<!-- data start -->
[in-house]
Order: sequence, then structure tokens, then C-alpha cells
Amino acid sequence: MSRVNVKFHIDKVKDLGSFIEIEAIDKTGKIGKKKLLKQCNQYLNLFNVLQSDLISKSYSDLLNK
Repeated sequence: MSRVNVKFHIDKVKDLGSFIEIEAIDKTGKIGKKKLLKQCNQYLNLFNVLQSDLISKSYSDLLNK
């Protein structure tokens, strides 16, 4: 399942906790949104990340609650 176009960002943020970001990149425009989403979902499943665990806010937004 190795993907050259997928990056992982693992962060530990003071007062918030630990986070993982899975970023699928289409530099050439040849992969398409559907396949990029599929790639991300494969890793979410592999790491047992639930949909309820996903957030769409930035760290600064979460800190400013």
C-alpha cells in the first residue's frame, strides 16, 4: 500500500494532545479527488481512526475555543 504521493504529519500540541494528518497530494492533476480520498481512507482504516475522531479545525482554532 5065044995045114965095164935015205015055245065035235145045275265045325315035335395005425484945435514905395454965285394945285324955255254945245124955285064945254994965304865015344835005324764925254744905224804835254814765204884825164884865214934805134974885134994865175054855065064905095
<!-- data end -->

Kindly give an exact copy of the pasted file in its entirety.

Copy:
[in-house]
Order: sequence, then structure tokens, then C-alpha cells
Amino acid sequence: MSRVNVKFHIDKVKDLGSFIEIEAIDKTGKIGKKKLLKQCNQYLNLFNVLQSDLISKSYSDLLNK
Repeated sequence: MSRVNVKFHIDKVKDLGSFIEIEAIDKTGKIGKKKLLKQCNQYLNLFNVLQSDLISKSYSDLLNK
């Protein structure tokens, strides 16, 4: 399942906790949104990340609650 176009960002943020970001990149425009989403979902499943665990806010937004 190795993907050259997928990056992982693992962060530990003071007062918030630990986070993982899975970023699928289409530099050439040849992969398409559907396949990029599929790639991300494969890793979410592999790491047992639930949909309820996903957030769409930035760290600064979460800190400013």
C-alpha cells in the first residue's frame, strides 16, 4: 500500500494532545479527488481512526475555543 504521493504529519500540541494528518497530494492533476480520498481512507482504516475522531479545525482554532 5065044995045114965095164935015205015055245065035235145045275265045325315035335395005425484945435514905395454965285394945285324955255254945245124955285064945254994965304865015344835005324764925254744905224804835254814765204884825164884865214934805134974885134994865175054855065064905095